26 June 2008

When journalism touches literature...(Or why I like this Reuters story on Bill Gates)

Do I miss Reuters, people ask.
Of course I do. A dozen years in a world class news agency is not something I am going to forget in a hurry, though the company has changed a lot, including the recent Thomson merger that takes it to a new level in financial pursuits. Beyond the pennies and pounds lies ye olde agency that encourages good writing. There are days when I see a great story that makes me long for those days. I saw one today on Bill Gates leaving Microsoft to focus on philanthropy.
First, I don't like the headline (OK, I began praising the story, but my job here is to critically appraise the story)..it kind of leaves a bland, newsy touch on what is essentially a personality profile.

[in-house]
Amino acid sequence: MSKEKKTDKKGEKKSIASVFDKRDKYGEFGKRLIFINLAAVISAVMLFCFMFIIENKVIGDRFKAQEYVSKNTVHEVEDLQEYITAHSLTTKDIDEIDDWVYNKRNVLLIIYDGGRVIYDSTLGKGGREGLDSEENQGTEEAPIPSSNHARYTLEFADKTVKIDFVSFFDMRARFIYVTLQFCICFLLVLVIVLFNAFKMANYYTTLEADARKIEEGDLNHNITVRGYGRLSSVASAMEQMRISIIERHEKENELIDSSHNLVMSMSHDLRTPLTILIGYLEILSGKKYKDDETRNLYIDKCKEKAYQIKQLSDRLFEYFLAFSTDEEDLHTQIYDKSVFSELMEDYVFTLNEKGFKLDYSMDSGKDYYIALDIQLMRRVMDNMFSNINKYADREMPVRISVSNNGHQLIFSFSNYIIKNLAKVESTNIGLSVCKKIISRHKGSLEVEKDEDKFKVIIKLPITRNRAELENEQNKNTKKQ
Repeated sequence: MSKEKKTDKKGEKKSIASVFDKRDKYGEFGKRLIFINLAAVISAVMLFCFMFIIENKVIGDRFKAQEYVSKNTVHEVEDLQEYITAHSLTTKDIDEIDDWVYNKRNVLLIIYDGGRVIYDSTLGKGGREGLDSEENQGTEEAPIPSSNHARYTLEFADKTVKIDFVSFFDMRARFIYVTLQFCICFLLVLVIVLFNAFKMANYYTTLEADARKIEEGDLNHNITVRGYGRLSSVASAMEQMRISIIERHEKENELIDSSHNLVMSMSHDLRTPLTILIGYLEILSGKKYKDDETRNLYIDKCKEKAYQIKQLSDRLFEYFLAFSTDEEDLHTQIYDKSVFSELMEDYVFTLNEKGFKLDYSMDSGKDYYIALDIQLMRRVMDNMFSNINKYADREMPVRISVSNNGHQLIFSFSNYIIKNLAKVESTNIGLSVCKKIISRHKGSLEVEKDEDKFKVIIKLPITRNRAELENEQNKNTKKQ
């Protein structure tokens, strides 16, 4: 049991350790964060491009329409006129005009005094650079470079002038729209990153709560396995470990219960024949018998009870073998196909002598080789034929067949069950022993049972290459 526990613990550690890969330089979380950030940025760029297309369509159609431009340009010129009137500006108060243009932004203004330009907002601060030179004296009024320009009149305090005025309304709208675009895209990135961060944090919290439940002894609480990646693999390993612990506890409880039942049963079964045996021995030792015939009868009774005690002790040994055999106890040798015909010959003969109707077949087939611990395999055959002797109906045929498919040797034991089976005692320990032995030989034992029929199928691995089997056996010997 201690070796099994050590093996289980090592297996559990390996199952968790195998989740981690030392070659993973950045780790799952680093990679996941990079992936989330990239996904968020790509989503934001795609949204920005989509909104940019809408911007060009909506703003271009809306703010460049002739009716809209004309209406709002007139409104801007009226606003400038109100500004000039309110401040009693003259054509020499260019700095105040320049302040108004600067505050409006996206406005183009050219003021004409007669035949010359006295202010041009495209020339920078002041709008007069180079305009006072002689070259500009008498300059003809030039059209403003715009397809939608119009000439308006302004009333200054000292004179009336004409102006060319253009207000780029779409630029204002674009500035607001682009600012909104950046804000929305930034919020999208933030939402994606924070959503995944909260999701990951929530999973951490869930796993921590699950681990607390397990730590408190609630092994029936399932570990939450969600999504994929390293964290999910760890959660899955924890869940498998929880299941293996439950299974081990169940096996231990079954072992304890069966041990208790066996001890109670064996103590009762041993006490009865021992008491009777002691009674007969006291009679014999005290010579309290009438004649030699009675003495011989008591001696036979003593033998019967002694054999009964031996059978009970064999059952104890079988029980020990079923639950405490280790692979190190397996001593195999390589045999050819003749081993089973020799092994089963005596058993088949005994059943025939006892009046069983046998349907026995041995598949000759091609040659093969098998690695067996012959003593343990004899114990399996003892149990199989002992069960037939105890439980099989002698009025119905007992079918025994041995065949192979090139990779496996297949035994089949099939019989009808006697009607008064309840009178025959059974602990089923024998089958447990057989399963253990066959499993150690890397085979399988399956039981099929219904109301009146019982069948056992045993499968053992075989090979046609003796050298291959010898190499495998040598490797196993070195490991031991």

But what I love about this story, in the best traditions of good agency journalism, is that it paints an engaging picture of the man without sounding opinionated. The trick is to capture through a sheer use of facts and imagery the essence of a personality whose character traits are revealed in the process.
Bill Gates played poker, dropped out of Harvard, had the gut feel to spot a big technology trend ahead of its times, played hard ball as a businessman, was born into a privileged family, hired his pal with a similar flair for cynical humour (Steve Ballmer) as fellow leader in a breathtaking career -- and after all that is ready for a philanthropic binge at the young age of 52.
If that does not inspire a movie, what will?
This is the kind of story that takes journalism to the doorsteps of literature. It is a challenge for the reporter! I love it.

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